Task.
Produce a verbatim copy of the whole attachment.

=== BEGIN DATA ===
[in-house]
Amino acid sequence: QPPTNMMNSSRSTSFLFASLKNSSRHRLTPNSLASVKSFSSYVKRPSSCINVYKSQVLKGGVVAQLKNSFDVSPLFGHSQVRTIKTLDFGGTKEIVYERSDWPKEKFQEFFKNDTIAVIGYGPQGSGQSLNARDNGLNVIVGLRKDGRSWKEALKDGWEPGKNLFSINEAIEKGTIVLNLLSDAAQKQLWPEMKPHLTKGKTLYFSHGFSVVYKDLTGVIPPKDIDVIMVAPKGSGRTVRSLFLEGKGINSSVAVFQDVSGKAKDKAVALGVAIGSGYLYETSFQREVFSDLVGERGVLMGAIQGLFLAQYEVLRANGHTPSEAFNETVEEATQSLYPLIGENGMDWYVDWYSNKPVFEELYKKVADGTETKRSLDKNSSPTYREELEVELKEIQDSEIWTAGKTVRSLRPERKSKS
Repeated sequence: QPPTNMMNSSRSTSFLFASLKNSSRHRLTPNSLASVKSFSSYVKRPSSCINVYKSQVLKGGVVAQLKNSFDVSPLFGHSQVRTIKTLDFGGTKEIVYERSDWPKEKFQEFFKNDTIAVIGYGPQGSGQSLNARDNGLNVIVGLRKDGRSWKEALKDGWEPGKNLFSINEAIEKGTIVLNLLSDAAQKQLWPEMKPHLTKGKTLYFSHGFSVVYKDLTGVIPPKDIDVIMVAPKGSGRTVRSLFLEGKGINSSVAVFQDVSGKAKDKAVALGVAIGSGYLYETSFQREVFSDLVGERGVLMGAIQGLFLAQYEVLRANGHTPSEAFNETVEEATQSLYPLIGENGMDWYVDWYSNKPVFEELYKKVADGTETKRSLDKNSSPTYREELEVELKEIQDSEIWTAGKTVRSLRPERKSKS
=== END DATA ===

[in-house]
Amino acid sequence: QPPTNMMNSSRSTSFLFASLKNSSRHRLTPNSLASVKSFSSYVKRPSSCINVYKSQVLKGGVVAQLKNSFDVSPLFGHSQVRTIKTLDFGGTKEIVYERSDWPKEKFQEFFKNDTIAVIGYGPQGSGQSLNARDNGLNVIVGLRKDGRSWKEALKDGWEPGKNLFSINEAIEKGTIVLNLLSDAAQKQLWPEMKPHLTKGKTLYFSHGFSVVYKDLTGVIPPKDIDVIMVAPKGSGRTVRSLFLEGKGINSSVAVFQDVSGKAKDKAVALGVAIGSGYLYETSFQREVFSDLVGERGVLMGAIQGLFLAQYEVLRANGHTPSEAFNETVEEATQSLYPLIGENGMDWYVDWYSNKPVFEELYKKVADGTETKRSLDKNSSPTYREELEVELKEIQDSEIWTAGKTVRSLRPERKSKS
Repeated sequence: QPPTNMMNSSRSTSFLFASLKNSSRHRLTPNSLASVKSFSSYVKRPSSCINVYKSQVLKGGVVAQLKNSFDVSPLFGHSQVRTIKTLDFGGTKEIVYERSDWPKEKFQEFFKNDTIAVIGYGPQGSGQSLNARDNGLNVIVGLRKDGRSWKEALKDGWEPGKNLFSINEAIEKGTIVLNLLSDAAQKQLWPEMKPHLTKGKTLYFSHGFSVVYKDLTGVIPPKDIDVIMVAPKGSGRTVRSLFLEGKGINSSVAVFQDVSGKAKDKAVALGVAIGSGYLYETSFQREVFSDLVGERGVLMGAIQGLFLAQYEVLRANGHTPSEAFNETVEEATQSLYPLIGENGMDWYVDWYSNKPVFEELYKKVADGTETKRSLDKNSSPTYREELEVELKEIQDSEIWTAGKTVRSLRPERKSKS